One of the best things about being a beauty writer is the opportunity to try some pretty crazy stuff, all in the name of research. I'm basically open to almost anything, from lip injections to Botox to...well...colonics. Yep, I got a colonic, and now I'm going to tell you allllll about it.
Sort of. I mean, I have some boundaries.
As any story about colonic irrigation starts, I met Natalie at an all-you-can-drink-mimosas brunch before Christmas, and when she told me what she did for a living, I definitely did a double take. Natalie is the owner of Move Colonics in St. Paul, Minnesota, and, yes, she has a great sense of humor about her job. She's also really passionate about the benefits of colonics; she credits them with helping cure her chronic illness a few years ago.
Natalie worked a high-stress, travel-heavy job and kept getting sick; she had chronic yeast infections. Doctors weren't helping. They would prescribe an antibiotic, and when she came back saying it hadn't helped, they'd just prescribe another. Burnt out, tired, and feeling awful, Natalie started researching online and decided to try colonics. Along with tweaks to her diet, colonics helped her regain her health and inspired her to make a big change: She quit her job, studied to become a colon hydrotherapist, and opened Move. And now she gives colonics all day!
People are pretty divided on the concept of colonics, and I'm not here to be like, "YES! This is 100 percent the be-all and end-all for your health!" Nor am I going to be like, "Well, doctors don't recommend it, so don't do it."
I don't have any dietary or digestion issues. I suppose you could say I am just a "regular" gal. However, I was intrigued by the concept of colonics; I've read that celebs get them before awards shows to drop a few pounds, and even the Real Housewives have tried them (on camera!). They might also help with skin issues, which is always a perk for me. (Natalie's skin is radiant, so...)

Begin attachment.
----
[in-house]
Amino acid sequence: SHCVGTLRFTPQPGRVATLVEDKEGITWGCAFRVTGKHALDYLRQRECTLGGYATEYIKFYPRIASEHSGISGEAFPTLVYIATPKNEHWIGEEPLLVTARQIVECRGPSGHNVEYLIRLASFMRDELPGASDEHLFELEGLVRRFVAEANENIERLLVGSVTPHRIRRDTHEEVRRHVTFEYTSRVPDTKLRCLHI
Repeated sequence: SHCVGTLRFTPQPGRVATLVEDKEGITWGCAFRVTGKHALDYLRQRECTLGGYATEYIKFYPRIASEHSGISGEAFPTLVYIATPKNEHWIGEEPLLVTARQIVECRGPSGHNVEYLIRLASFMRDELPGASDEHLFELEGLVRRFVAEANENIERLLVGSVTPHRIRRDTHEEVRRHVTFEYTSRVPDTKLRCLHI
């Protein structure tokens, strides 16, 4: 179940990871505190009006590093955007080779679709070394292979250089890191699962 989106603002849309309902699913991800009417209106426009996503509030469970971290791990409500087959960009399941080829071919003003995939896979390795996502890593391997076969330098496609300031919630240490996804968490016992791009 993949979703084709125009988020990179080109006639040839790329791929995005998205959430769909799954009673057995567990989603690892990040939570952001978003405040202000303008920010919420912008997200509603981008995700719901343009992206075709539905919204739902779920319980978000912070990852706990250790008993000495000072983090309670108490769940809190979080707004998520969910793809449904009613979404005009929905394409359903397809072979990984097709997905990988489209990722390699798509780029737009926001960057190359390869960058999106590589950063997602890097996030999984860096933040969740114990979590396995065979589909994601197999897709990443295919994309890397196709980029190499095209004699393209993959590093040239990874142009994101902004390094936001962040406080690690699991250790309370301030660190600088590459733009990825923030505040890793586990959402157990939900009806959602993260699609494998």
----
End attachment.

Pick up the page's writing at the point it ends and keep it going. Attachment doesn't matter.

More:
A friend of mine tried colonics and said that while she didn't have the most pleasant experience on the table, she felt great after. So I booked an appointment. I hadn't been sticking to my regular diet of lots of green smoothies and whole grains because it's summer, and summer means grilling hot dogs, Dean's French Onion Dip, and lots of beer. While I felt OK, I thought I could use a reset of sorts.
There wasn't a lot of prep before my colonic; I didn't have to fast because my appointment was first thing in the morning, and I made the wise decision to skip my daily coffee. Natalie recommends you don't eat before your session.
Your colon is obviously where elimination takes place, but occasionally things don't always flush themselves out the way they should. According to Natalie, the average person may have up to 10 pounds of fecal matter just chillin' in their colon. Um, cool.
So here's what happened: I peed, because your bladder tends to fill during the session, then I stripped down below the waist. Natalie inserted the (lubricated) tube you-know-where, and then the system sent warm filtered water into my colon. It doesn't hurt, exactly; it just feels like there's something in there, which, I mean — there is.
From there, Natalie did a series of "fills and releases," which helped loosen up all the crap in my colon — literally. The person administering your colonic might also gently massage your abdomen to help if you're cool with that, which I obviously was.
You can even watch what comes out on the lighted bit of the machine, which was way cooler than it sounds, I promise. It's almost like a triumphant feeling when you see what's coming out of you. I'm pretty sure I saw a green Skittle.
In one 45-minute session, about two to six liters of distilled water are pumped in and out of you. Natalie recommends three sessions spaced out by a handful of days to start.
So, how did I feel after my colonic sesh? Pretty awesome, actually. Natalie even praised my session, saying it was great. I wanted to see more junk come out of me; I almost felt like a failure because I didn't have some crazy release of stuff bustin' out.
Will I go back? Honestly, I think I will.